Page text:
On the 24th, Kakao suddenly drew attention by disclosing the details of the shareholder composition. It was interpreted as a response to the growing controversy surrounding Kakao’s investment in SM, especially when some pointed out that “if you hand over your stake in SM Entertainment to Kakao, you are handing over K-pop to the Chinese capital.”
According to Kakao, as of the end of last year, shareholders with more than 5% were △ founder Kim Bum-soo and K Cube Holdings and related parties (24.14%) △ National Pension Service (6.05%) △ MAXIMO PTE (5.93%). Maximo, a subsidiary of Chinese big tech company Tencent, invested 72 billion won in Kakao in 2012 and acquired a 13.3% stake then. Later, while merging Daum Communications and attracting additional investment, Maximo’s stake in Maximo gradually decreased, but the ‘Chinese capital’ tag still follows Kakao. The fact that Kakao Bank and Kakao Pay attracted investments from Tencent and Ant Group subsidiaries, respectively, also contributed to this misperception.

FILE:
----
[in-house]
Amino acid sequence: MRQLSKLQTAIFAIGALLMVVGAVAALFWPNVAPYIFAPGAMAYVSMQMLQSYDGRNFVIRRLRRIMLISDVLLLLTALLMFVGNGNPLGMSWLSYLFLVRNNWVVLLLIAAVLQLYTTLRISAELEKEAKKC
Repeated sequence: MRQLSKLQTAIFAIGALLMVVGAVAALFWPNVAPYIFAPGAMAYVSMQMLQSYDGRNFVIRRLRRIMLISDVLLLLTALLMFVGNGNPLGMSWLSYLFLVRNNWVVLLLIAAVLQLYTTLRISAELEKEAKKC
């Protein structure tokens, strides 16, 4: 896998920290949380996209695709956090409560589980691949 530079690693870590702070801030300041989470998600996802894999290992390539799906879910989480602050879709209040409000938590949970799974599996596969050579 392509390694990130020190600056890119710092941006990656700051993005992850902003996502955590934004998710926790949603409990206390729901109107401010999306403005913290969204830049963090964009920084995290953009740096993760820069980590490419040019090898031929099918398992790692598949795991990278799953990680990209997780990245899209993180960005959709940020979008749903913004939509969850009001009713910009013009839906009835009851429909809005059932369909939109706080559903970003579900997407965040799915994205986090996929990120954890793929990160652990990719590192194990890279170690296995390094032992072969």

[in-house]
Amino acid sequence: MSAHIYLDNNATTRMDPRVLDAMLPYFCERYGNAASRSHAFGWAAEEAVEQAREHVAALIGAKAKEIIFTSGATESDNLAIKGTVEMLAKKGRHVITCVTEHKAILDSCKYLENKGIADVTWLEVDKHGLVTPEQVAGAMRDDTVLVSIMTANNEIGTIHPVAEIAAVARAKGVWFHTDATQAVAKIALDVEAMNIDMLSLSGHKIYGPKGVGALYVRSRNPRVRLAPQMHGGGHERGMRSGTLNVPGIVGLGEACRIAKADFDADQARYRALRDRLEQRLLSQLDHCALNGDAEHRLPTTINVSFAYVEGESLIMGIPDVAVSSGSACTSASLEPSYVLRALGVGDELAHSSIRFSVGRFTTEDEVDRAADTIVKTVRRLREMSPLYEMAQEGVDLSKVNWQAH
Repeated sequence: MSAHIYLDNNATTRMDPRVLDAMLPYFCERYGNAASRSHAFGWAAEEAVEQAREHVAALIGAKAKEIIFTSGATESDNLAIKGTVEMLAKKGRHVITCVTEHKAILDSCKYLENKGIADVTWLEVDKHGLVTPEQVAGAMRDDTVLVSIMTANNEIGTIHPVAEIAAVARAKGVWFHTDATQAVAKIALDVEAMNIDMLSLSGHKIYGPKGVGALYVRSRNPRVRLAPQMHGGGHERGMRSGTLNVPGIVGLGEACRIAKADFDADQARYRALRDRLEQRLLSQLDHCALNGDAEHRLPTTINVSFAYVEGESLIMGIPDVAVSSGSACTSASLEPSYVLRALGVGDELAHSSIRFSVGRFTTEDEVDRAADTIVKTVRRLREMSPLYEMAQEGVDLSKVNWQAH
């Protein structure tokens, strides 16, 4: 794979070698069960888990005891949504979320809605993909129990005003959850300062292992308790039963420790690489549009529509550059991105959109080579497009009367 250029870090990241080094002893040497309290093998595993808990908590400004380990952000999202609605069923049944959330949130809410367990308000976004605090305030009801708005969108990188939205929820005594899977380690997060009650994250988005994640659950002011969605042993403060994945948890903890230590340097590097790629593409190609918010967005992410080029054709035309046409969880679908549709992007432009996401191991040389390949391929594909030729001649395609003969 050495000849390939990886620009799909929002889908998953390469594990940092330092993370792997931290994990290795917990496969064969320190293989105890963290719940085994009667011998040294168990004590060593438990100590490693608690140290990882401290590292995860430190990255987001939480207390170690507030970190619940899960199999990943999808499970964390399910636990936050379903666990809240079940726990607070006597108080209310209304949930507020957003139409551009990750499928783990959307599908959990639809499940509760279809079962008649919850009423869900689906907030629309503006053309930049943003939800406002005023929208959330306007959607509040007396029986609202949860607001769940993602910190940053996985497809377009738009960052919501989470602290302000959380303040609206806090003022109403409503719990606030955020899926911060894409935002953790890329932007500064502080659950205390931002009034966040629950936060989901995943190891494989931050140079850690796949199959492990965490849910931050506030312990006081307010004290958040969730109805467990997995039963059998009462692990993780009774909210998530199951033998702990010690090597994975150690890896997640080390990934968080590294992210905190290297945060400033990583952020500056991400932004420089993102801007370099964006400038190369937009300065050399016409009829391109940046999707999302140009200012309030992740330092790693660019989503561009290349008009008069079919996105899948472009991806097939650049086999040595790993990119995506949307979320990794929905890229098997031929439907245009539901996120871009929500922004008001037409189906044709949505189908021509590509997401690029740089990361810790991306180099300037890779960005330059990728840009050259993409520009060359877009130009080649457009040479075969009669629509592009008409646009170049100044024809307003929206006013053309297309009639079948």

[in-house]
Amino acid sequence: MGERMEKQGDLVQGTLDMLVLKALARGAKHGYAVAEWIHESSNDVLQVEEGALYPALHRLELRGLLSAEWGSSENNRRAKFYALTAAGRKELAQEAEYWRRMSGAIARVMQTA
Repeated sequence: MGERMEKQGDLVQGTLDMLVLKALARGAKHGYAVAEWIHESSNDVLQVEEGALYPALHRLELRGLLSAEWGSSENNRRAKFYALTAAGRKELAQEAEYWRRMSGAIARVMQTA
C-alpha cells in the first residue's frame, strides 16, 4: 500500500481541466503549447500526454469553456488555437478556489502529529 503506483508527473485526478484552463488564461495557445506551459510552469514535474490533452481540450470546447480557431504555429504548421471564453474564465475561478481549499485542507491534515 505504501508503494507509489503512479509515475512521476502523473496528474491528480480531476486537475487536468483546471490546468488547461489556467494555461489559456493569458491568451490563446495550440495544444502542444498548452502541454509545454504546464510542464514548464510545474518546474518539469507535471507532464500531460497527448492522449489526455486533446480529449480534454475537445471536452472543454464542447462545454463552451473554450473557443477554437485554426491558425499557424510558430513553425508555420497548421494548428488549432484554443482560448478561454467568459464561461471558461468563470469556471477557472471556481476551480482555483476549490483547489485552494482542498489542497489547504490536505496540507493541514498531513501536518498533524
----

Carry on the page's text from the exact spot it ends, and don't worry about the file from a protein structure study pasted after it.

However, Kakao’s share of domestic investors is overwhelming at 73.9%. The share of foreign ownership is also 26.11%, half of the combined percentage of domestic institutions (6.97%) and individuals and other corporations (40.82%). By nationality, Singaporeans accounted for 7.3%, North Americans 7.2%, and other foreigners 11.6%. Inside and outside the industry, it is believed that Kakao, competing with Hive for SM, made an unusual disclosure of the shareholder composition to emphasize that it is a ‘national stock’ rather than a Chinese capital.